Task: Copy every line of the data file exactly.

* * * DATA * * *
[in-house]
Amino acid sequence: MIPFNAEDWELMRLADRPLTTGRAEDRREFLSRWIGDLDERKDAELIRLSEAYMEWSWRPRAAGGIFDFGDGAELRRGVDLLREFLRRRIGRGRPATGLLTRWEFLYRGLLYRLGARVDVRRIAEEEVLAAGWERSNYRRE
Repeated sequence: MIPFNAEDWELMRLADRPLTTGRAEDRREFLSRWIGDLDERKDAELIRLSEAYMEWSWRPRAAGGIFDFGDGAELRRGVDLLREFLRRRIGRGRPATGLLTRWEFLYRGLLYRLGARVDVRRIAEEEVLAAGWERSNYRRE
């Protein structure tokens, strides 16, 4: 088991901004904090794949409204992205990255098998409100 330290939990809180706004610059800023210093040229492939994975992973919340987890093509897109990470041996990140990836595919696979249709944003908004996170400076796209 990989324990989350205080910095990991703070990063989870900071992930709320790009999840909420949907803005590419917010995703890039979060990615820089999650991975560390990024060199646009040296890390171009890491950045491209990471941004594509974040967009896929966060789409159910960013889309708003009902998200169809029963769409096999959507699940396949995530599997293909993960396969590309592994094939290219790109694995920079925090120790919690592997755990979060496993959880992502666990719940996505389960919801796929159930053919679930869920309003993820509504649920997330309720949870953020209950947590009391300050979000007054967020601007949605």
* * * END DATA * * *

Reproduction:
[in-house]
Amino acid sequence: MIPFNAEDWELMRLADRPLTTGRAEDRREFLSRWIGDLDERKDAELIRLSEAYMEWSWRPRAAGGIFDFGDGAELRRGVDLLREFLRRRIGRGRPATGLLTRWEFLYRGLLYRLGARVDVRRIAEEEVLAAGWERSNYRRE
Repeated sequence: MIPFNAEDWELMRLADRPLTTGRAEDRREFLSRWIGDLDERKDAELIRLSEAYMEWSWRPRAAGGIFDFGDGAELRRGVDLLREFLRRRIGRGRPATGLLTRWEFLYRGLLYRLGARVDVRRIAEEEVLAAGWERSNYRRE
């Protein structure tokens, strides 16, 4: 088991901004904090794949409204992205990255098998409100 330290939990809180706004610059800023210093040229492939994975992973919340987890093509897109990470041996990140990836595919696979249709944003908004996170400076796209 990989324990989350205080910095990991703070990063989870900071992930709320790009999840909420949907803005590419917010995703890039979060990615820089999650991975560390990024060199646009040296890390171009890491950045491209990471941004594509974040967009896929966060789409159910960013889309708003009902998200169809029963769409096999959507699940396949995530599997293909993960396969590309592994094939290219790109694995920079925090120790919690592997755990979060496993959880992502666990719940996505389960919801796929159930053919679930869920309003993820509504649920997330309720949870953020209950947590009391300050979000007054967020601007949605």